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and distinction. She was led into society, and they tried by all kinds of occupation and amusement to dissipate her grief, and wean her from the tragical story of her loves. But it was all in vain. There are some strokes of calamity that scathe and scorch the soul-that penetrate to the vital seat of happiness—and blast it, never again to put forth bud or blossom. She never objected to frequent the haunts of pleasure, but she was as much alone there as in the depths of solitude. She walked about in a sad reverie, apparently unconscious of the world around her. She carried with her an inward woe that mocked at all the blandishments of friendship, and “ heeded not the song of the charmer, charm he never so wisely."
The person who told me her story had seen her at a masquerade. There can be no exhibition of far-gone wretchedness more striking and painful than to meet it in such a scene. To find it wandering like a spectre, lonely and joyless, where all around is gay—to see it dressed out in the trappings of mirth, and looking so wan
and wo-begone, as if it had tried in vain to cheat the poor heart into a momentary forgetfulness of sorrow. After strolling through the splendid rooms and giddy crowd with an air of utter abstraction, she sat herself down on the steps of an orchestra, and looking about for some time with a vacant air, that shewed her insensibility to the garish scene, she began, with the capriciousness of a sickly heart, to warble a little plaintive air. She had an exquisite voice; but on this occasion it was so simple, so touching, it breathed forth such a soul of wretchedness, that she drew a crowd mute and silent around her, and melted every one into tears.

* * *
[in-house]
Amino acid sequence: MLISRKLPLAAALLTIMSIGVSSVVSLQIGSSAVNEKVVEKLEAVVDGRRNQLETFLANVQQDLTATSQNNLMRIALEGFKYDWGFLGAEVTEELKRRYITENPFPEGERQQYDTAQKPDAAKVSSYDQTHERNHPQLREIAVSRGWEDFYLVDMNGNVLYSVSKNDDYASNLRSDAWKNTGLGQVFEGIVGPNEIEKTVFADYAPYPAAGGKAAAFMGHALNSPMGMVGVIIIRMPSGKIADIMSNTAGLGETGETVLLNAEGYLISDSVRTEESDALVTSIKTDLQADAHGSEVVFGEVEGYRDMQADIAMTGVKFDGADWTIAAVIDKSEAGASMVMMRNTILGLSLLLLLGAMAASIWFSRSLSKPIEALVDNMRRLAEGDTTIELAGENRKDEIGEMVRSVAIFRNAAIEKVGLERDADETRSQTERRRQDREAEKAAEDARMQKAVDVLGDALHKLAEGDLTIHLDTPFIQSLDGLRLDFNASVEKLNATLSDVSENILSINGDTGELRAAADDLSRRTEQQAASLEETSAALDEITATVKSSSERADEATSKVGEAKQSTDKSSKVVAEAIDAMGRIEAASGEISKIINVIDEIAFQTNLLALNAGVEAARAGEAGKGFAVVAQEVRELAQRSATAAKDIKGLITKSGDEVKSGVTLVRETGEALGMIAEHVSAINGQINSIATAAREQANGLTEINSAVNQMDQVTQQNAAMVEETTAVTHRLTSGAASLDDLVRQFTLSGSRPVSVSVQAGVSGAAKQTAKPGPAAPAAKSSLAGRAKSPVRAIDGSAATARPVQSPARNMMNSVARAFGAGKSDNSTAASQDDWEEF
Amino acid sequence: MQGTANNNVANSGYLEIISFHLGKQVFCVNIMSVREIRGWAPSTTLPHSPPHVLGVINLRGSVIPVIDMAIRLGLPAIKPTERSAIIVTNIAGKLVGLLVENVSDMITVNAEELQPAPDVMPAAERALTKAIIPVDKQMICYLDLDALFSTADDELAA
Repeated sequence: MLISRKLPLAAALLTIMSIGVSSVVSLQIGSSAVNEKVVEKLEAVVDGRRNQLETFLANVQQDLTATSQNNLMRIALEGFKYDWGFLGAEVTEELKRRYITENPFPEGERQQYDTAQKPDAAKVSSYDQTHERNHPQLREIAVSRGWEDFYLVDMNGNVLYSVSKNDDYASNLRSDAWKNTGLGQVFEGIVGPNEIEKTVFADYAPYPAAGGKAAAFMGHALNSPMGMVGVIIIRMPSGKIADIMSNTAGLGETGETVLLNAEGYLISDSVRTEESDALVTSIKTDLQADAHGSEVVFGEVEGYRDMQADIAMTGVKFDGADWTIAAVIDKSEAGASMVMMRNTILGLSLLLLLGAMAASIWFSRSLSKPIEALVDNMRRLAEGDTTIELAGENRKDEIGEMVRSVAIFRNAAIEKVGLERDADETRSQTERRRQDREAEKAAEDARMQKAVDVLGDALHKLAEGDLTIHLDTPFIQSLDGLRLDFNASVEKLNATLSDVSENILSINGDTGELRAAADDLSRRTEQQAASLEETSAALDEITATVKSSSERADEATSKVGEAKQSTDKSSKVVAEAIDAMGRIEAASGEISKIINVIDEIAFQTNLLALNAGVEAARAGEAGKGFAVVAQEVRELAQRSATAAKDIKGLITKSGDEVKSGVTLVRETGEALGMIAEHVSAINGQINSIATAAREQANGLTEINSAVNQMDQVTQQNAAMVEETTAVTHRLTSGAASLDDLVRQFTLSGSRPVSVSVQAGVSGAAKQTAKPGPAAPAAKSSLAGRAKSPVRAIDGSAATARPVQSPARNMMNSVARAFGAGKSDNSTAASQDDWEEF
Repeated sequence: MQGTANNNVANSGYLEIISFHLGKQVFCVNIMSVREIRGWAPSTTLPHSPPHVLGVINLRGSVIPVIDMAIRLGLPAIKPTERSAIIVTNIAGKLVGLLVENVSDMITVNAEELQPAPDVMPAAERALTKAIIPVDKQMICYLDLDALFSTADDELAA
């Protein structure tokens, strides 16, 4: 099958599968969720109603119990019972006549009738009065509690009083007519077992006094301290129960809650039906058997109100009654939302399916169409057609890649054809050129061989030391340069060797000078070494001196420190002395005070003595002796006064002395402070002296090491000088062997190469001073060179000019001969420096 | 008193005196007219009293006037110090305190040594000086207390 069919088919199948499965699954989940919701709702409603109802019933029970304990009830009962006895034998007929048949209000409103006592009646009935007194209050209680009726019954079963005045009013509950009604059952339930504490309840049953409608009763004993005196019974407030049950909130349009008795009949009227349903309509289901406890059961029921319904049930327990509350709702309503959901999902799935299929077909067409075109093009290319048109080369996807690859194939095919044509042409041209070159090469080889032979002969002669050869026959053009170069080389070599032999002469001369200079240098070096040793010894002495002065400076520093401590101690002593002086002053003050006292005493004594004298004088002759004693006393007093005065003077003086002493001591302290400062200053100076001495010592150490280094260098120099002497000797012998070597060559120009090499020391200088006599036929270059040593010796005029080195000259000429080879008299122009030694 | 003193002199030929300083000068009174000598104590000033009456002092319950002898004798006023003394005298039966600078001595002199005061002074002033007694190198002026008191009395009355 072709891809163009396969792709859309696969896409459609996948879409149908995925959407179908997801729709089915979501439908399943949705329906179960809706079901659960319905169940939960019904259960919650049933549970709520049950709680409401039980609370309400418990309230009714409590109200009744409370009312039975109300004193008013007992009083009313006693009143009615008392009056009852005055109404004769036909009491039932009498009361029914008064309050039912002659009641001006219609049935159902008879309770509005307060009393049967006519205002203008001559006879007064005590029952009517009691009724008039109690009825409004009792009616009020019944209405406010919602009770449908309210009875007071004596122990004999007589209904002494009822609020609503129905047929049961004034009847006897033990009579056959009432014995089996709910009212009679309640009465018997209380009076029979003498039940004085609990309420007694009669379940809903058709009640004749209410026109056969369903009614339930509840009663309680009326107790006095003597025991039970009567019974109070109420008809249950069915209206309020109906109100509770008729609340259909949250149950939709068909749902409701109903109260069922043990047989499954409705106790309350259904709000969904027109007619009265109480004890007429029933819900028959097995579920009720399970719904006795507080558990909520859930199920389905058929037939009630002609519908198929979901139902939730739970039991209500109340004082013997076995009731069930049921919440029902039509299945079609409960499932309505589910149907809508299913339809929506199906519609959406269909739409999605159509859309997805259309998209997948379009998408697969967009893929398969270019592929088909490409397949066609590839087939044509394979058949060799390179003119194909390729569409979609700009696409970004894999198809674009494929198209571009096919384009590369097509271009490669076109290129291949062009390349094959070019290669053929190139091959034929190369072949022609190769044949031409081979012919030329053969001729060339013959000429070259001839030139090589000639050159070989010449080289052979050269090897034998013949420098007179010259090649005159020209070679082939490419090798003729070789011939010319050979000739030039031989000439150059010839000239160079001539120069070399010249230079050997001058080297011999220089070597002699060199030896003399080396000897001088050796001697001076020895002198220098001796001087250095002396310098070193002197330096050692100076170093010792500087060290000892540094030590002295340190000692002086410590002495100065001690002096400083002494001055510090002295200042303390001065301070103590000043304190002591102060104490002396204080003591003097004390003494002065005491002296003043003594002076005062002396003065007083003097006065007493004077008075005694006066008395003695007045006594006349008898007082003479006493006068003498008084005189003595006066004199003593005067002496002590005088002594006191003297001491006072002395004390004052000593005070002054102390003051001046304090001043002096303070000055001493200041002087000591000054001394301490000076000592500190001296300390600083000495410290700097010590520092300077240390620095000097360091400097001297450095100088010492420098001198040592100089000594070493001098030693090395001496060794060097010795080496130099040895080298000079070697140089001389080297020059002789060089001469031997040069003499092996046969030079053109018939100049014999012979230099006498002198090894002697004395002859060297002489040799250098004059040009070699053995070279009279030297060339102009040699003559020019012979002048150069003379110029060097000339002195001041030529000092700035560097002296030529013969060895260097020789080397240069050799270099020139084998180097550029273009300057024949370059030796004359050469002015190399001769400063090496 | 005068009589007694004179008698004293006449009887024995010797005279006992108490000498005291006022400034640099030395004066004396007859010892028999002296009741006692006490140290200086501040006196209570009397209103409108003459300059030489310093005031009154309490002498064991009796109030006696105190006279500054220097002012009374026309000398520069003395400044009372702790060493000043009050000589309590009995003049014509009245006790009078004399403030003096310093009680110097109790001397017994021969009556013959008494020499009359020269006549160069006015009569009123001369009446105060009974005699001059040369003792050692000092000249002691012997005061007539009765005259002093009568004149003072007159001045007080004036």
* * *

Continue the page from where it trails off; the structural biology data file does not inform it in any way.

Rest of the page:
The story of one so true and tender could not but excite great interest in a country remarkable for enthusiasm. It completely won the heart of a brave officer, who paid his addresses to her, and thought that one so true to the dead could not but prove affectionate to the living. She declined his attentions, for her thoughts were irrevocably engrossed by the memory of her former lover. He, however, persisted in his suit. He solicited not her tenderness, but her esteem. He was assisted by her conviction of his worth, and her sense of her own destitute and dependent situation, for she was existing on the kindness of friends. In a word, he at length succeeded in gaining her hand, though with the solemn assurance, that her heart was unalterably another’s.
He took her with him to Sicily, hoping that a change of scene might wear out the remembrance of early woes. She was an amiable and exemplary wife, and made an effort to be a happy one; but nothing could cure the silent and devouring melancholy that had entered into her very soul. She wasted away in a slow, but hopeless decline, and at length sunk into the grave, the victim of a broken heart.
It was on her that Moore, the distinguished Irish poet, composed the following lines :
She is far from the land where her young hero sleeps,
And lovers around her are sighing :
For her heart in his grave is lying.
*Oh! make her a grave where the sun-beams rest, babe
When they promise a glorious morrow; They'll shine o'er her sleep, like a smile from the west, 1923. From her own lov'd island of sorrow!
Hestia on om bloog guidon SIM 3101.96 : ole botetme bedoed vlodonsion Drobi. sard Wolt. A BL YEWE DOBESONDO VOV 9 onii de dignol sa buongol teston
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